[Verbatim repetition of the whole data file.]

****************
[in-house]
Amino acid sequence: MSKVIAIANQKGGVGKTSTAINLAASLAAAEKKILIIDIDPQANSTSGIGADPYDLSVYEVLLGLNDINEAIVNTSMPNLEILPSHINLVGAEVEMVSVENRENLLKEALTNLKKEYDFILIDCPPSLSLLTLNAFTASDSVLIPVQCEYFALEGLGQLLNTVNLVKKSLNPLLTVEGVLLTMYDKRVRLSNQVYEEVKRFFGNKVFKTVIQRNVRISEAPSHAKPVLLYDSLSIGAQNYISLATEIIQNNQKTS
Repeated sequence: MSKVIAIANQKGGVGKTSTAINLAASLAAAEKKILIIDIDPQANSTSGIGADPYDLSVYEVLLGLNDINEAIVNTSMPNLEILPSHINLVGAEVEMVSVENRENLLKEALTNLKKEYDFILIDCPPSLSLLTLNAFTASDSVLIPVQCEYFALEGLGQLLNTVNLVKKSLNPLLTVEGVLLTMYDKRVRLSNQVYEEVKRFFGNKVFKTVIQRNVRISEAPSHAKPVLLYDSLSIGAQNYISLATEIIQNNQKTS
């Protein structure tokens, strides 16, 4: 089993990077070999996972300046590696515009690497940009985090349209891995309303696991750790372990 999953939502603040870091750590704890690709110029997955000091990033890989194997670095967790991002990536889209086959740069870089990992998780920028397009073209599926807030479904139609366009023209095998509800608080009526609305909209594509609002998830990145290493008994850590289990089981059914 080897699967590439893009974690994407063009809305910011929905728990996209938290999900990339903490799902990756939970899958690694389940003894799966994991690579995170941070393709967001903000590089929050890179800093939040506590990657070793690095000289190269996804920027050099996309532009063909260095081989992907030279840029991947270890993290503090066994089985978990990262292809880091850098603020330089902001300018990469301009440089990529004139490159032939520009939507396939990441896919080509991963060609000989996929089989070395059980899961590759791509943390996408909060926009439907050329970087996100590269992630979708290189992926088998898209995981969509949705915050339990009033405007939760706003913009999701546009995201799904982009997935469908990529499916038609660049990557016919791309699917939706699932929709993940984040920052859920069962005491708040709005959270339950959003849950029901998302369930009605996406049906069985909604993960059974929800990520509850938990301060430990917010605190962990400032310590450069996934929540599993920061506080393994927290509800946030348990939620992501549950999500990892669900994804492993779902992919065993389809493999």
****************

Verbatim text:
[in-house]
Amino acid sequence: MSKVIAIANQKGGVGKTSTAINLAASLAAAEKKILIIDIDPQANSTSGIGADPYDLSVYEVLLGLNDINEAIVNTSMPNLEILPSHINLVGAEVEMVSVENRENLLKEALTNLKKEYDFILIDCPPSLSLLTLNAFTASDSVLIPVQCEYFALEGLGQLLNTVNLVKKSLNPLLTVEGVLLTMYDKRVRLSNQVYEEVKRFFGNKVFKTVIQRNVRISEAPSHAKPVLLYDSLSIGAQNYISLATEIIQNNQKTS
Repeated sequence: MSKVIAIANQKGGVGKTSTAINLAASLAAAEKKILIIDIDPQANSTSGIGADPYDLSVYEVLLGLNDINEAIVNTSMPNLEILPSHINLVGAEVEMVSVENRENLLKEALTNLKKEYDFILIDCPPSLSLLTLNAFTASDSVLIPVQCEYFALEGLGQLLNTVNLVKKSLNPLLTVEGVLLTMYDKRVRLSNQVYEEVKRFFGNKVFKTVIQRNVRISEAPSHAKPVLLYDSLSIGAQNYISLATEIIQNNQKTS
């Protein structure tokens, strides 16, 4: 089993990077070999996972300046590696515009690497940009985090349209891995309303696991750790372990 999953939502603040870091750590704890690709110029997955000091990033890989194997670095967790991002990536889209086959740069870089990992998780920028397009073209599926807030479904139609366009023209095998509800608080009526609305909209594509609002998830990145290493008994850590289990089981059914 080897699967590439893009974690994407063009809305910011929905728990996209938290999900990339903490799902990756939970899958690694389940003894799966994991690579995170941070393709967001903000590089929050890179800093939040506590990657070793690095000289190269996804920027050099996309532009063909260095081989992907030279840029991947270890993290503090066994089985978990990262292809880091850098603020330089902001300018990469301009440089990529004139490159032939520009939507396939990441896919080509991963060609000989996929089989070395059980899961590759791509943390996408909060926009439907050329970087996100590269992630979708290189992926088998898209995981969509949705915050339990009033405007939760706003913009999701546009995201799904982009997935469908990529499916038609660049990557016919791309699917939706699932929709993940984040920052859920069962005491708040709005959270339950959003849950029901998302369930009605996406049906069985909604993960059974929800990520509850938990301060430990917010605190962990400032310590450069996934929540599993920061506080393994927290509800946030348990939620992501549950999500990892669900994804492993779902992919065993389809493999």